In a week of big news from all over the world, we have a major story breaking in our own community with the announcement by CAPP and JOG of their legal appeal against the province’s plans for a prison in Kemptville. On a side note: some people object to the word “prison”, preferring the more palatable “correctional facility”. However, one of the Solicitor General’s people used the word “prison in one of the few public relations exercises they put on, so that makes the term acceptable usage. The Application with the Divisional Court of Ontario for a Judicial Review of the Ontario government’s proposed plan is a major initiative and has real ramifications on a number of levels. To begin with, it is based on the original decision to build a prison, and how that decision was reached and announced by the SOLGEN’s office. It has always been the position of the Times that this was the aspect of the entire case that was most objectionable, literally and practically. The complete lack of consultation with either the municipality or the community, is what should have been the basis for complaint by the municipality from the beginning.
The new Appeal is based on the claimed illegality of that decision-making process, as it contravened both provincial law and the North Grenville Official Plan, which does not allow for land zoned agricultural to be used for a prison. The appeal also claims that the use of the land for use as a prison also contravenes the Planning Act, clauses of which also protect agricultural land. The Planning Act also provides that ministers “shall consult with” municipalities affected by their decisions. In spite of the doubts expressed during the course of this controversy, it is clear that there was no such consultation before the announcement of the prison was made by the provincial government.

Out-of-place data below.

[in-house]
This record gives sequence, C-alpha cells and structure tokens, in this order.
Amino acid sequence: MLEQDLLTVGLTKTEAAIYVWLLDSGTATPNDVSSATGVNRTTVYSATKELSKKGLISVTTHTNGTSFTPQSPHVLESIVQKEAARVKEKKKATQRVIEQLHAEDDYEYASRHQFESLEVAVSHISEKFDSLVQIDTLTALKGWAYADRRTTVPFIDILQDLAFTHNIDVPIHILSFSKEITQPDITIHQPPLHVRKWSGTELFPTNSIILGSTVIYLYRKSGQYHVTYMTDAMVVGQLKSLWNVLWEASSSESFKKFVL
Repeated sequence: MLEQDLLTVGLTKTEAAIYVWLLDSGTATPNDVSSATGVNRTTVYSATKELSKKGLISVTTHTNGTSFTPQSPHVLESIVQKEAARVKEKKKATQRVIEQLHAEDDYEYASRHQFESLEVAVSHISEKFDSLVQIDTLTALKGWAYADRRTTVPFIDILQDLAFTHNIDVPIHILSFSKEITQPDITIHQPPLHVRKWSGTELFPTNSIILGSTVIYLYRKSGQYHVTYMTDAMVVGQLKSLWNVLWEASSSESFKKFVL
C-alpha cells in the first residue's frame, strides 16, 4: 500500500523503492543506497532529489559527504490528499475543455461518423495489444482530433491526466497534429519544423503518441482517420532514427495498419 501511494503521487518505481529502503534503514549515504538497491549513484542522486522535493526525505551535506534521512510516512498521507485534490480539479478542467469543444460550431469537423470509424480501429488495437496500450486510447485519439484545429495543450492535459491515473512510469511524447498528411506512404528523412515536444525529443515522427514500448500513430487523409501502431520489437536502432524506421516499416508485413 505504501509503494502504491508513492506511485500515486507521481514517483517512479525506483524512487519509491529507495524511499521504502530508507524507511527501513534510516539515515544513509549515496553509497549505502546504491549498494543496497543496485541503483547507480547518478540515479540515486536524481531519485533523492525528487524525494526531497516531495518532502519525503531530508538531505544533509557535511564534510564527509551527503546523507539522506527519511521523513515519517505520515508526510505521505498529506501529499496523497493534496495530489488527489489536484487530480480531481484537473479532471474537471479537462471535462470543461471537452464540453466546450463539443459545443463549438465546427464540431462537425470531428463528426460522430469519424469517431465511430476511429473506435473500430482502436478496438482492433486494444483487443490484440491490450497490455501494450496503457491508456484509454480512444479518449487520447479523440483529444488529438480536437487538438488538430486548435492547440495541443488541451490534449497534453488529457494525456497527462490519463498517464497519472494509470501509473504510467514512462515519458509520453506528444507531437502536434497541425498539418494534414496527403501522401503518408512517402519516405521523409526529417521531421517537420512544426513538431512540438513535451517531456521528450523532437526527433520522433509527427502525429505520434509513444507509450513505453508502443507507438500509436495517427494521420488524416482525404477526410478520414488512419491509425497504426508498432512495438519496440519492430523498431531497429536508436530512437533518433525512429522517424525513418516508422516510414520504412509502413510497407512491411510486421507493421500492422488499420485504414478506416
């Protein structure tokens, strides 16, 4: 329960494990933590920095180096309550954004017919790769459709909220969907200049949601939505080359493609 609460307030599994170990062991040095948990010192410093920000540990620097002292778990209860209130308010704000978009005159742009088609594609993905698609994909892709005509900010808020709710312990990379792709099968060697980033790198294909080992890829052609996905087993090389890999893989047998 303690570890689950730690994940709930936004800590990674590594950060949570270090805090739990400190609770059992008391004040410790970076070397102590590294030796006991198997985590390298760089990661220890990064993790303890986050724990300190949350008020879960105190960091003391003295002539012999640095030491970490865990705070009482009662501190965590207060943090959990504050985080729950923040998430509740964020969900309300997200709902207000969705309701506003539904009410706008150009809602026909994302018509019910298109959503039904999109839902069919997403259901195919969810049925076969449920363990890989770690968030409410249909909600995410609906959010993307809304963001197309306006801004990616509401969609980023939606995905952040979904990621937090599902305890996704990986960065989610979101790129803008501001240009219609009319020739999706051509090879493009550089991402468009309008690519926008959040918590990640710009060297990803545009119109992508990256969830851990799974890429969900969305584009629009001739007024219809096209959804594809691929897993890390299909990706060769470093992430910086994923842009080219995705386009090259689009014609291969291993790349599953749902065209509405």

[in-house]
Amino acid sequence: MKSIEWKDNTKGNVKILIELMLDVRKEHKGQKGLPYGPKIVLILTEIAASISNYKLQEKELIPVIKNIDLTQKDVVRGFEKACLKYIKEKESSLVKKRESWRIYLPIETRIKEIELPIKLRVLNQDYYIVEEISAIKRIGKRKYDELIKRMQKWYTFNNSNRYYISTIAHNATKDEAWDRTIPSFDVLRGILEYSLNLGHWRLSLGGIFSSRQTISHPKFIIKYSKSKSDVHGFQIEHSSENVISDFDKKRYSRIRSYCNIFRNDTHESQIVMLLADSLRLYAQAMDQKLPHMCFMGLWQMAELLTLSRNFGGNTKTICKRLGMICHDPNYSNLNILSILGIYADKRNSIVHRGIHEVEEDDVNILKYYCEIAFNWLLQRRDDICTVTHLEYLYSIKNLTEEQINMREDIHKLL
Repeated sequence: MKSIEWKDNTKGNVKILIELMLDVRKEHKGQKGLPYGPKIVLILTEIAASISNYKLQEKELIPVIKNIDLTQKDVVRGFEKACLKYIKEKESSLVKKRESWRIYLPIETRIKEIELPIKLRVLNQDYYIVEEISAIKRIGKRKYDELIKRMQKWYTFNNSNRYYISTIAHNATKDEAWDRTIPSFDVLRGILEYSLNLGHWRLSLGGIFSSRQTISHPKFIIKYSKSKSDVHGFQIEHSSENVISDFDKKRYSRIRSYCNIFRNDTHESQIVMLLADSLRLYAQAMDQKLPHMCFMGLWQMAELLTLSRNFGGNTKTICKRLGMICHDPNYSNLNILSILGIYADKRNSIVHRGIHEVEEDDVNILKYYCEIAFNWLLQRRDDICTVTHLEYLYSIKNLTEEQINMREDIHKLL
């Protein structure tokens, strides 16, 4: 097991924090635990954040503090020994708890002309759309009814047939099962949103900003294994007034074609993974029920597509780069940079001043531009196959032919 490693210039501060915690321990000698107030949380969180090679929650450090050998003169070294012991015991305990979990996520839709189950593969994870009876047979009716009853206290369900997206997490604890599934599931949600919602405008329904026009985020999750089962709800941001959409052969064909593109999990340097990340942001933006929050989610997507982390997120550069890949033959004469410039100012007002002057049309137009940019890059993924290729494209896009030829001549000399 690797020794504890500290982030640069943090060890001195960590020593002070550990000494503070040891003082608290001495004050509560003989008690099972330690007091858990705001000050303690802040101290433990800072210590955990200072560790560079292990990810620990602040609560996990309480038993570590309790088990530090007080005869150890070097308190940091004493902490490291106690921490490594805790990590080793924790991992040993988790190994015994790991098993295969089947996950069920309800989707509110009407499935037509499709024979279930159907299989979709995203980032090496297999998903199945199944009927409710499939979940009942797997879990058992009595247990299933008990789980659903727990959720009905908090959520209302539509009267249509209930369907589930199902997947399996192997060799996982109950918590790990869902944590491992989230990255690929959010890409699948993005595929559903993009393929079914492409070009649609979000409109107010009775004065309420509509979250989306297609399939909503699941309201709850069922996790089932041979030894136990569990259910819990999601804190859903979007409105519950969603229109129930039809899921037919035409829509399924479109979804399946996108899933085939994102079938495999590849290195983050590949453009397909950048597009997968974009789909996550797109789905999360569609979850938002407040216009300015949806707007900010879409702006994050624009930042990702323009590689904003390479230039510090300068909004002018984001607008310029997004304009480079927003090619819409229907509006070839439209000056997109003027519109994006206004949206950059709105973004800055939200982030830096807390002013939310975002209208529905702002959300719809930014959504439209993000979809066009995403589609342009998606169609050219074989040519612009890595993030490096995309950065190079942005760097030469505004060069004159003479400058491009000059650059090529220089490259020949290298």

The fact of this Appeal does not mean that it is based on sound legal grounds, whatever the analysis of the lawyers hired by CAPP and JOG may say, of course. There has been some question raised by local experts about the quality of much of the farmland not being of a good standard, and that the College did not utilise it for that reason. That remains to be argued under the Appeal.
The argument is also raised in the Appeal that the land is unceded Algonquin territory, something that has been confirmed by the Draft Agreement on the Algonquin Land Claim entered into by the Canadian Government in 2012. As unsurrendered Indigenous territory, there is an onus on the Province of Ontario to consult and negotiate with the Algonquin Nation on future uses of the tract in question.